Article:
Haley is an underdog in the GOP primary, but she sounded like a general election candidate on the debate stage when she blasted excess spending by both political parties and struck a moderate tone on abortion. 

The former South Carolina governor blamed Democrats and Republicans for the ballooning federal budget in Washington, promising to veto any spending bill that doesn’t bring the country back to pre-pandemic levels.

“Why is Congress the only group that refuses to balance the budget?” Haley said. “We have to acknowledge that Republicans and Democrats have both done this.” 

DeSantis was confident on stage in Des Moines but it’s unlikely that a strong performance will boost his stalled campaign in the Hawkeye State. DeSantis played up his record as Florida governor and tried to paint Haley as too liberal in the GOP primary. 

Still, DeSantis is in a distant second place in the Iowa caucuses and 32 percentage points behind Trump, according to a December poll of the state.

DeSantis’s performance was a far cry from DeSantis’s earlier debate appearances. He struggled to break out from the pack in the more crowded debates in August and September. During the second debate of the cycle in California, for example, it took more than 10 minutes before DeSantis answered his first question.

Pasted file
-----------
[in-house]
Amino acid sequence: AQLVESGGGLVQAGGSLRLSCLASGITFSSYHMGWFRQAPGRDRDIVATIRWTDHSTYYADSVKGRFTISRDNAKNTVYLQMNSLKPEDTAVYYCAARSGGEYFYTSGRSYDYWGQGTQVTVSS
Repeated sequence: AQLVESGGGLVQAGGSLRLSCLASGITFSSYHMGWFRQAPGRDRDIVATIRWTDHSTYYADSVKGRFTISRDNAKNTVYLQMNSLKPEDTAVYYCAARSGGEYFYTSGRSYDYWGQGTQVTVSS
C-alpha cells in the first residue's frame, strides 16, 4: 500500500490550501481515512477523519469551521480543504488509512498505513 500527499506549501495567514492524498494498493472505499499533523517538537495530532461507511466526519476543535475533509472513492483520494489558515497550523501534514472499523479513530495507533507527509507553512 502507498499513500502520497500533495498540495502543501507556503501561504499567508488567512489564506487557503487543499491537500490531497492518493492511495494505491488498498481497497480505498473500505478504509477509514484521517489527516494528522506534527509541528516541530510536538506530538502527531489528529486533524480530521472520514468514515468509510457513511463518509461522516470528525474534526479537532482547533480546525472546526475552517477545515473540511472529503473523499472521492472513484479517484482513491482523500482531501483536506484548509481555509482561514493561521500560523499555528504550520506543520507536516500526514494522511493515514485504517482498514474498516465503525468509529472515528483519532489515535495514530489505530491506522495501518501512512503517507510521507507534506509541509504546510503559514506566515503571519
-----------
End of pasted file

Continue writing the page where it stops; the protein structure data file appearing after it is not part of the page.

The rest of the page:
Longshot candidate Vivek Ramaswamy was noticeably absent from the debate in Des Moines, and there were fewer fireworks on stage without him. 

The 38-year-old businessman had grabbed headlines at past debates for “unhinged” stunts like calling on the Republican National Committee chair to quit her job on the spot, writing “NIKKI = CORRUPT” on his notepad and espousing conspiracy theories about the Jan. 6 attack on the U.S. Capitol and the 2020 election. He also served as a political punching bag for Haley, who went viral when she said she felt “dumber” from hearing him speak. 

Although he didn’t qualify for the Iowa debate, Ramaswamy found a way to insert himself anyway. He cut a direct-to-camera TV ad telling viewers to “turn this sh– off” and aired it on Iowa TV markets during the two-hour program.

The ratings for Wednesday’s debate will not be available immediately, so it’s unclear to know how many people in Iowa and across the country actually tuned into the debate. The competing Fox News town hall with Trump could have taken viewers away from the CNN debate as well.  

It’s also unclear how many Iowans have their minds decided ahead of Monday’s caucuses, but polls suggest that Trump is in a better place than either DeSantis or Haley. And it seems doubtful that the CNN debate will be enough to change the ultimate trajectory of the caucus.

Trump is the runaway front-runner in state and national polls. While Iowa has been known for last-minute surprises in the past, there has never been a former president or incumbent with this large of a lead in the Iowa caucuses.  

If Haley and DeSantis are unable to come in a close second to the former president, and he is able to get 50 percent or more of the vote in Iowa, it could be difficult for them to garner enough momentum to have a decent showing in New Hampshire.  

Dan Butcher

Dan Butcher (aka HP Pundit) is not a Democrat or Republican. He is a free thinking independent bringing you news and commentary with a dose of much needed common sense.